or electrical fire hazards. Loose connections can allow electrical current arcing. If you see these warning signs, it may be time to contact an electrician. SURGE PROTECTORS Power strips with surge protectors can help safeguard expensive equipment like televisions, home entertainment systems and computer components from power spikes. Voltage spikes are measured in joules and surge protectors are rated for the number of joules they can effectively absorb. That means if your surge protector is rated at 1,000 joules, it should be replaced when it hits or passes that limit. When the limit is reached, protection ends and you’re left with a basic power strip. Some surge protectors include indicator lights that flicker to warn you when they stop working as designed, but many do not. If your electrical system takes a major hit or if you don’t remember when you bought your surge protector, replacement may be the best option. EXTENSION CORDS If you use extension cords regularly to connect devices and equipment to your wall outlets, you may live in a home that needs wiring revisions. With a growing number continued on page 9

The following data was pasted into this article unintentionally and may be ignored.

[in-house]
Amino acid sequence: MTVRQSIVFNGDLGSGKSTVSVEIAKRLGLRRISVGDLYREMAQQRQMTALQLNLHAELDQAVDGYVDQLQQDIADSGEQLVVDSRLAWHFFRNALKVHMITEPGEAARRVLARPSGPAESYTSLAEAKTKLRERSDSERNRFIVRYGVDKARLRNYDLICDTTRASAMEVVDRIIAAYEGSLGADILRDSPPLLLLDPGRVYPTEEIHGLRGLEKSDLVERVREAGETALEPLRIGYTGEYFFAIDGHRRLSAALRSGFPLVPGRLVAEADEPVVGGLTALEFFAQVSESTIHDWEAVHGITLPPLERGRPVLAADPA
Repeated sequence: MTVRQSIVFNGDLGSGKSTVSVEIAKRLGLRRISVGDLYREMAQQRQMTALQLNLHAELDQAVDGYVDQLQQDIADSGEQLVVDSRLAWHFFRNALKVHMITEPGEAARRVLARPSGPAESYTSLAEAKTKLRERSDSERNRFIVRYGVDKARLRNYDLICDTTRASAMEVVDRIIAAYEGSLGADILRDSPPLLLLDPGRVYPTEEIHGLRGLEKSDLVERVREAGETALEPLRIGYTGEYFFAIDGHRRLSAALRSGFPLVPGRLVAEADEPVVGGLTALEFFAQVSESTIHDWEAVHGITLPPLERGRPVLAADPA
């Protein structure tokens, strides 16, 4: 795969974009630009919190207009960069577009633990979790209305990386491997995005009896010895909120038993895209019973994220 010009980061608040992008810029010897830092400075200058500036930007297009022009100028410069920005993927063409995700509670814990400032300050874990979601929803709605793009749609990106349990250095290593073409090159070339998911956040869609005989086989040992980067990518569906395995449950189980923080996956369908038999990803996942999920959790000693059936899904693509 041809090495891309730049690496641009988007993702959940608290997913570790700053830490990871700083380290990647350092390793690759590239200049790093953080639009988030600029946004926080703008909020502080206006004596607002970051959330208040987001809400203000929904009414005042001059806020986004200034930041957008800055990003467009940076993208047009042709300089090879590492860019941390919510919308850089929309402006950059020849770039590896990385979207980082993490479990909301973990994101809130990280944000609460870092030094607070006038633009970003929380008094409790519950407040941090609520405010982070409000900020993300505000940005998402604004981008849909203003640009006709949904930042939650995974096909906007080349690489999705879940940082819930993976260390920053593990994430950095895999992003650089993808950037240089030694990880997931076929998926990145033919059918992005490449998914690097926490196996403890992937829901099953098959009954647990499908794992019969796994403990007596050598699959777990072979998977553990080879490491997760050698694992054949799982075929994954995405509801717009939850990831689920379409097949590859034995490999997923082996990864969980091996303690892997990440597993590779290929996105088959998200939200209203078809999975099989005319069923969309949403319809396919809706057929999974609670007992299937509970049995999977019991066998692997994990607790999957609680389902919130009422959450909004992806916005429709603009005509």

COLOR ADO COUNTRY LIFE MAY 2019

7


YOUR CO-OP NEWS

POWERADVANTAGE EEA OFFERS A NEW PAYMENT OPTION

IT

has arrived!